Bill Maher Criticizes Libertarians, Ignores Costs

April 7, 2013

Facebook: the ceaseless source of late-night blogfodder. I caught this post from Progressive Libertarianism and I had to investigate:

Screenshot from 2013-04-06 23:56:23

Those who follow the Progressive Libertarian page long enough discover that the people behind it are very thoughtful, apparently Austrian-inspired libertarians who regularly post progressive-inspired criticisms and interrogatories of libertarianism. It is a great page to follow for libertarians who are interested in isolating their core beliefs and discovering where they stand on various issues of contention among the libertarian community. Very well done, and kudos to them.

Regarding the above comment, I was immediately skeptical of Edgardo’s claim that intellectual superiority “does not matter when it comes to life itself”. Forget about whether libertarians are actually intellectually superior to anyone. I’m not vain enough to comment on that issue, but does intelligence generally carry no substance? If a guy happens to be intellectually superior to other people, and he uses his smarts to, say, invent something that millions of people find useful—perhaps something that makes acquiring food easier for millions of people—I would say that that “matters when it comes to life itself”, wouldn’t you? Read the rest of this entry »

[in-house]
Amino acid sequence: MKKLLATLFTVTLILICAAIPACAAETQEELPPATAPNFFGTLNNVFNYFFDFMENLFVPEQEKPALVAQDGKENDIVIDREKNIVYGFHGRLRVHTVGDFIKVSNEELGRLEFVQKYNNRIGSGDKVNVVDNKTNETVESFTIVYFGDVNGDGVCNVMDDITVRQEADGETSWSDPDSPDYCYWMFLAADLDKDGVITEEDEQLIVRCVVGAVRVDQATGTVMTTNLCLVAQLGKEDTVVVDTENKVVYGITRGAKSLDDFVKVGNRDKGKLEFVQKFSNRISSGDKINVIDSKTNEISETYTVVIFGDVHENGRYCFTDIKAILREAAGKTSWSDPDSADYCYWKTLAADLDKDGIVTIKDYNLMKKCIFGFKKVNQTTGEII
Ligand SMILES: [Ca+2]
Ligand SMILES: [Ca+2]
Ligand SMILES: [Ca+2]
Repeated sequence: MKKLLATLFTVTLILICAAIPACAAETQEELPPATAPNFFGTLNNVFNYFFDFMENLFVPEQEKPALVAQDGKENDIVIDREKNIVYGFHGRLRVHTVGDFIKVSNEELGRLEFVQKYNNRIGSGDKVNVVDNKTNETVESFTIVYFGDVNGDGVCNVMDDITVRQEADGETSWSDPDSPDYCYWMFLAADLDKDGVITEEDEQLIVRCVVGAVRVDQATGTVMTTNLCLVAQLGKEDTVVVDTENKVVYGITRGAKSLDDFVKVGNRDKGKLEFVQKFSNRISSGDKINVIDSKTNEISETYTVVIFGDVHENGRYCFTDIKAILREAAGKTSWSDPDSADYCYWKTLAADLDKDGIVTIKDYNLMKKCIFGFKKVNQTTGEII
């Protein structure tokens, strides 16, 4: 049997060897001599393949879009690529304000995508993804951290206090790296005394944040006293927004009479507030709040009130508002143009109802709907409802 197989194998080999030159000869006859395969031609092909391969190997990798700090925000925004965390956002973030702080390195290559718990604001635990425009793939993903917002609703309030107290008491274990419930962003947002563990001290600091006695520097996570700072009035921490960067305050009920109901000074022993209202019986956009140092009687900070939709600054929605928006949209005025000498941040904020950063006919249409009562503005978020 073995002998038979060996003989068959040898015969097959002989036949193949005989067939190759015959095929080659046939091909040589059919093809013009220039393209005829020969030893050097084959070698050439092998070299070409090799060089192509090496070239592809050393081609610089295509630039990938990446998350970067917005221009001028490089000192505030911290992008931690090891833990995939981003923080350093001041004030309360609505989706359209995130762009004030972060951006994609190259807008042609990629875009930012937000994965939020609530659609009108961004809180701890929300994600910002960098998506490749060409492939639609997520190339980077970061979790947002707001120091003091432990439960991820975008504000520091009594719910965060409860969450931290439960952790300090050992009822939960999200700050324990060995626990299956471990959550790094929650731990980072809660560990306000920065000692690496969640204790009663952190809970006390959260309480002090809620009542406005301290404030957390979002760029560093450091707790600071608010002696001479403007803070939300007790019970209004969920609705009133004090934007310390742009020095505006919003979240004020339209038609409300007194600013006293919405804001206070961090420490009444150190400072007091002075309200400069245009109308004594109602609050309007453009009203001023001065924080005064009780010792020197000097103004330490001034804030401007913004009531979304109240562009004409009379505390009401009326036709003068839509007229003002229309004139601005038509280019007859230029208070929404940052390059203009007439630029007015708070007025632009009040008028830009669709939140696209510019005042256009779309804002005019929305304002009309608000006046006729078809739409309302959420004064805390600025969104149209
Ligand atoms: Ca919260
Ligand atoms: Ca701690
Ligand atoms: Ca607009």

What Is the “Ideal” Distribution of Wealth?

March 17, 2013

I’ve seen this video at least four times on facebook. I’d say it has achieved a critical mass of re-posts to warrant some sort of comment. The topic is America’s calamitous distribution of wealth, and the fear and loathing it should allegedly strike in the hearts of poor and middle-class Americans. Here is the video:

My attempts to find an organizational source with further information for this video have failed. Politizane‘s YouTube account appears to be the video’s origin, although others have re-posted it. As of this writing, no other videos appear under that name.  Read the rest of this entry »


When evaluating claims of criminal activity, always look for a victim.

February 7, 2013

This image appeared on Progressive Libertarianism‘s facebook feed:

Flowchart for proper lawmaking.

Flowchart for proper lawmaking.

Drug possession and prostitution are well known forms of victimless crime. These are crimes only because they violate the black letter of the written law, not because they produce victims.

A substantial amount of white-collar, corporate crime is also victimless. Progressives who would turn us against corporations and capitalism will often submit for our consideration the large amounts of criminal convictions, fines, and settlements that corporations accumulate. This is to tarnish the corporations’ reputations by portraying them as serial criminals. The same progressives might also suggest that the fines are too low to deter further “corporate crime”. Whenever I hear such allegations, my first demand to learn the identity of at least one victim of the corporations’ actions. Often—not always, but often—no victim is to be found. Read the rest of this entry »


Sam Seder, the anti-libertarian crusader, on government and the internet

February 4, 2013